'Mylo Xyloto' redefines Coldplay's sound, style
Band takes peppy, contemplative tone with fifth studio album
With Coldplay's fifth studio album, the band brings in new sounds and themes that resemble some of their earlier work. The 14-track album is available on iTunes, on Amazon.com and at most local music stores.
I love the anticipation you get right before you download the new music album you just bought. Listening to the same songs over and over by your favorite band is enjoyable, but listening to new songs is even more exhilarating.
When approaching the alternative genre, Coldplay is my go-to band. This is why my excitement for their new album, Mylo Xyloto, released Oct. 25, did not fall short, as my favorite band delivered the right amount of musicality in all their latest numbers and arrangements.
Over the past decade, Coldplay has risen from a small British band to a major mainstream sound. Like most people, my first impressions came from listening to their hit single "Viva la Vida." That song had great lyrics and a full band to match, but Chris Martin's vocals captured my attention.
Members Martin and lead guitarist Jonny Buckland formed the band in 1996 as a precursor to the Coldplay to come. A little later, bassist Guy Berryman and drummer and backup vocalist Will Champion joined in 1998, creating the arrangement they currently play with. The small alternative rock band released their first EPs, Safety in 1998 and Brothers & Sisters and The Blue Room in 1999. However, the band never hit it big until early 2000 with the release of their CD Parachutes.
As for the eccentric name of their new album, Martin stated in a USA Today interview that: "We wanted to have something that didn't mean anything else. We made up 'Xyloto.' When we Googled it, nothing came up. Mylo Xyloto doesn't bring any meaning with it, so in that sense we're beginning with a clean slate. Together, the words will mean what we make them mean with this music."
This album is colorful and full of carefree lyrics, and, as a whole, the band reverts back to some of their calmer, earlier sounds while simultaneously livening things up with a rock qualities mixed with acoustic sets and relaxed lyrics. In addition, Martin never fails to impress with his range of notes and musicality, demonstrated in every song.
"I like this album and wholeheartedly support the direction of Coldplay's sound. I will admit that their music has a pop feeling to it, but the content of music still contains the fundamentals Coldplay started with." --Julianne King, '12
Examples of this come from Mylo Xyloto's themes of love, lightheartedness and the passing of time. Previous albums have focused on heavier issues of heartbreak, bravery and the real world. Guitar and piano are incorporated in most songs and quiet the noise down, before increasing the melody again.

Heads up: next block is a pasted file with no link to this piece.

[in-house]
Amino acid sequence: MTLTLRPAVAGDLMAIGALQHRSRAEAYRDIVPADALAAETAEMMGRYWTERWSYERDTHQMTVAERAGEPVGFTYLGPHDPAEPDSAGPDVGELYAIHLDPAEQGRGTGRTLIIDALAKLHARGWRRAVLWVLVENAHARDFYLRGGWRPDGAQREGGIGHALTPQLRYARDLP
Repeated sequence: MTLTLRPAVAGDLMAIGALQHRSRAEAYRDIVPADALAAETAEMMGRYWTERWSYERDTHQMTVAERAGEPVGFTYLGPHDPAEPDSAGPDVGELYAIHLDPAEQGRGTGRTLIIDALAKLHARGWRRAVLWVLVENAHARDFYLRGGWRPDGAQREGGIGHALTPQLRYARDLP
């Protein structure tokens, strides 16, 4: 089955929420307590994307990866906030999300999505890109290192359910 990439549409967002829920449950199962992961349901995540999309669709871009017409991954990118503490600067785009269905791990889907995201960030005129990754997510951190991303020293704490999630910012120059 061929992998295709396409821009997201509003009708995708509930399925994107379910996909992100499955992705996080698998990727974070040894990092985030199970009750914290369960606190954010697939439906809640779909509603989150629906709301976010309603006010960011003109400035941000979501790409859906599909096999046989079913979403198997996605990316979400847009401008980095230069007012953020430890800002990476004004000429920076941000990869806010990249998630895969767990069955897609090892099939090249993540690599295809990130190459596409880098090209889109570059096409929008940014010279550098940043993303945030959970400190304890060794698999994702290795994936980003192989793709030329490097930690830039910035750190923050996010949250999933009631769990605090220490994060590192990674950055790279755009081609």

The two singles from Mylo Xyloto, "Every Teardrop Is a Waterfall" and "Paradise," were released prior to Oct. 25 and, from just this I was able to foresee the excitement this album would be welcomed with. Mylo Xyloto as a whole is quite good, but for the Coldplay lovers who prefer their earlier albums such as Parachutes and X&Y, they might not prefer this as much. As shown with previous albums like Viva la Vida or Death and All His Friends, the band's sound is changing.
Since I prefer music with a happier tone and meaning, this album fits. This is the type of music you would listen to while driving down the road with the windows down. The variation from song to song proceeds nicely and, in a whole, you experience a variety of emotions.
Unlike other albums, Mylo Xyloto features a guest -- Rihanna -- in the song, "Princess of China." The mix of her voice with Martin's contrasts greatly while they together sing of the complications of love. The two musicians sing "Once upon a time on the same side / Once upon a time on the same side in the same game / Why'd you have to go / Have to go and throw it all in my face." This theme of muddled love is easy to relate to no matter what the relationship.
Between the songs are progressions that flow nicely and setup the arrangements following it. "Mylo Xyloto" before "Hurts Like Heaven" and "A Hopeful Transmission" before "Don't Let It Break Your Heart" allow a building intro and then jump right into the following number.
My personal favorite off the new album is "Us Against the World." This song starts off slower, but still flows with the new sound, and then drops down with acoustic guitar for the verses and the chorus, stating: "And if we could float away / fly up to the surface and just start again / And lift off before trouble / Just erodes us in the rain."
Even though the intent of the album is just a nice, untroubled message, it can still pose a few questions. Listeners can ponder their own relationships and ask how they choose to live their lives among a world that can hinder their growth in friendships.
I like this album and wholeheartedly support the direction of Coldplay's sound. I will admit that their music has a pop feeling to it, but the content of music still contains the fundamentals Coldplay started with. The mix of quote-worthy lyrics and Martin's soothing voice is an agreeable match and a refreshing sound to a legendary band.
The album is available on iTunes, Amazon.com and at a local music store.
For more music reviews, read the Oct. 13 article, Switchfoot projects intense conflict, themes with 'Vice Verses' (VIDEO).